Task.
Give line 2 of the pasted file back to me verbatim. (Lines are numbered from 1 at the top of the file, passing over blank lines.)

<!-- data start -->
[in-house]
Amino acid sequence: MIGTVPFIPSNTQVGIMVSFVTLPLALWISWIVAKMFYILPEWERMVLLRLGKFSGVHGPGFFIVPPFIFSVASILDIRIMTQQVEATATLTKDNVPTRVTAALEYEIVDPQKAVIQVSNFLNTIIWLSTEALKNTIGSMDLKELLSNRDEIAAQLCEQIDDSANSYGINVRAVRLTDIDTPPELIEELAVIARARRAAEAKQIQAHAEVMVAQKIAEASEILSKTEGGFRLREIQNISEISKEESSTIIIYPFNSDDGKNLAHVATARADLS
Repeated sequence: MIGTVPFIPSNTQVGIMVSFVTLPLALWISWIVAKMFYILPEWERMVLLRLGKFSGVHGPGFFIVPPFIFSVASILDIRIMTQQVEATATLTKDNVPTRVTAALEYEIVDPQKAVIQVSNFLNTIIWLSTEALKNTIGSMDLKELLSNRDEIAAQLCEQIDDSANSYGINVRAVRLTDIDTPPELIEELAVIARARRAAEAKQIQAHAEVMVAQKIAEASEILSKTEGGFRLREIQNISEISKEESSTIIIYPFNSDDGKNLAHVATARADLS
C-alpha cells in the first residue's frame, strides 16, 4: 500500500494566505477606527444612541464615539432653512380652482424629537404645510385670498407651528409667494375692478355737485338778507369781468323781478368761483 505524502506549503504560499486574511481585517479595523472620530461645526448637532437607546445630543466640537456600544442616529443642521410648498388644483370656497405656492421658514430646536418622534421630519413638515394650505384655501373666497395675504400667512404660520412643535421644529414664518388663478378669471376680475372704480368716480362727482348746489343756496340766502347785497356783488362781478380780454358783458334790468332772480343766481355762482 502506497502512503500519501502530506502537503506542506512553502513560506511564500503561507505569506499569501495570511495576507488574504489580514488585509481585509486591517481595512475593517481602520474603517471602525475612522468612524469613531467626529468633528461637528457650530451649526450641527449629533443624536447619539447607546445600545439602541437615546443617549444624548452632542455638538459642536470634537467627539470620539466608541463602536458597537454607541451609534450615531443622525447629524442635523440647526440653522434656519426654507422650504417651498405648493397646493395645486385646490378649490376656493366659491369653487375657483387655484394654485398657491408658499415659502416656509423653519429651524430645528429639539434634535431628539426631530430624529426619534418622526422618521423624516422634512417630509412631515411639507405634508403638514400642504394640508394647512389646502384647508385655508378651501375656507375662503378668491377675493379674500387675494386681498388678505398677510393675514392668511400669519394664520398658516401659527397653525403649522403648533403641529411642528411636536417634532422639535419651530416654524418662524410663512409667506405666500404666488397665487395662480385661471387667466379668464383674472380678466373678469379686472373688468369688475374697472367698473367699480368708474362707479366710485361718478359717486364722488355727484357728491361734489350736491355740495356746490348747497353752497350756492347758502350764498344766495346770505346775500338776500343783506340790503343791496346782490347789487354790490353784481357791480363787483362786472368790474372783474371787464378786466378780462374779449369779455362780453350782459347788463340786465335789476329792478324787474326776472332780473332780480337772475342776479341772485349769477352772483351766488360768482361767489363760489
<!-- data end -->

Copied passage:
Amino acid sequence: MIGTVPFIPSNTQVGIMVSFVTLPLALWISWIVAKMFYILPEWERMVLLRLGKFSGVHGPGFFIVPPFIFSVASILDIRIMTQQVEATATLTKDNVPTRVTAALEYEIVDPQKAVIQVSNFLNTIIWLSTEALKNTIGSMDLKELLSNRDEIAAQLCEQIDDSANSYGINVRAVRLTDIDTPPELIEELAVIARARRAAEAKQIQAHAEVMVAQKIAEASEILSKTEGGFRLREIQNISEISKEESSTIIIYPFNSDDGKNLAHVATARADLS